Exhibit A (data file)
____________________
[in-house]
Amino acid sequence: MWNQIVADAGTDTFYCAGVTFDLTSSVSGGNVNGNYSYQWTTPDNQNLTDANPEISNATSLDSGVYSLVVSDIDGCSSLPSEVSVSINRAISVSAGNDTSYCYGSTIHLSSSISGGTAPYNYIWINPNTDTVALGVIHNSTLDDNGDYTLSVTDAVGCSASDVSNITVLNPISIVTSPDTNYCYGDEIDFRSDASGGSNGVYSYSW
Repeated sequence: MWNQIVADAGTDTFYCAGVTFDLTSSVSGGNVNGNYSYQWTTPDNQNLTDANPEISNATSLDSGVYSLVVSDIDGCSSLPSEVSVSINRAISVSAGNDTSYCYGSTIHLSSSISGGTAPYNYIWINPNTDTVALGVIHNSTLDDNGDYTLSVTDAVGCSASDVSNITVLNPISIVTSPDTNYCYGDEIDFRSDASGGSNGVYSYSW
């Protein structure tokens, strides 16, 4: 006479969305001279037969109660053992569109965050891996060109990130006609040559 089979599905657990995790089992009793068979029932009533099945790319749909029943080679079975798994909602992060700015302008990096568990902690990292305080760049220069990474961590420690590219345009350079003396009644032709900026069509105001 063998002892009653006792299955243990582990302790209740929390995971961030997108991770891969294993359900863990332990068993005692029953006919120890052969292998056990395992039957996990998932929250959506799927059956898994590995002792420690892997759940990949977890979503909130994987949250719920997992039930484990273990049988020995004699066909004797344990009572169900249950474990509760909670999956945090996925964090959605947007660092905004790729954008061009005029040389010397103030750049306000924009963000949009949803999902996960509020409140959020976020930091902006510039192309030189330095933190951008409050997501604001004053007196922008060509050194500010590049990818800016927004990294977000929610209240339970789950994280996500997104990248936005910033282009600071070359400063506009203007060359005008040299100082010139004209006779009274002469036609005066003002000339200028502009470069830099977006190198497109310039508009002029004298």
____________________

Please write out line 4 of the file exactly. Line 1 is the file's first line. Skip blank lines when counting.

């Protein structure tokens, strides 16, 4: 006479969305001279037969109660053992569109965050891996060109990130006609040559 089979599905657990995790089992009793068979029932009533099945790319749909029943080679079975798994909602992060700015302008990096568990902690990292305080760049220069990474961590420690590219345009350079003396009644032709900026069509105001 063998002892009653006792299955243990582990302790209740929390995971961030997108991770891969294993359900863990332990068993005692029953006919120890052969292998056990395992039957996990998932929250959506799927059956898994590995002792420690892997759940990949977890979503909130994987949250719920997992039930484990273990049988020995004699066909004797344990009572169900249950474990509760909670999956945090996925964090959605947007660092905004790729954008061009005029040389010397103030750049306000924009963000949009949803999902996960509020409140959020976020930091902006510039192309030189330095933190951008409050997501604001004053007196922008060509050194500010590049990818800016927004990294977000929610209240339970789950994280996500997104990248936005910033282009600071070359400063506009203007060359005008040299100082010139004209006779009274002469036609005066003002000339200028502009470069830099977006190198497109310039508009002029004298």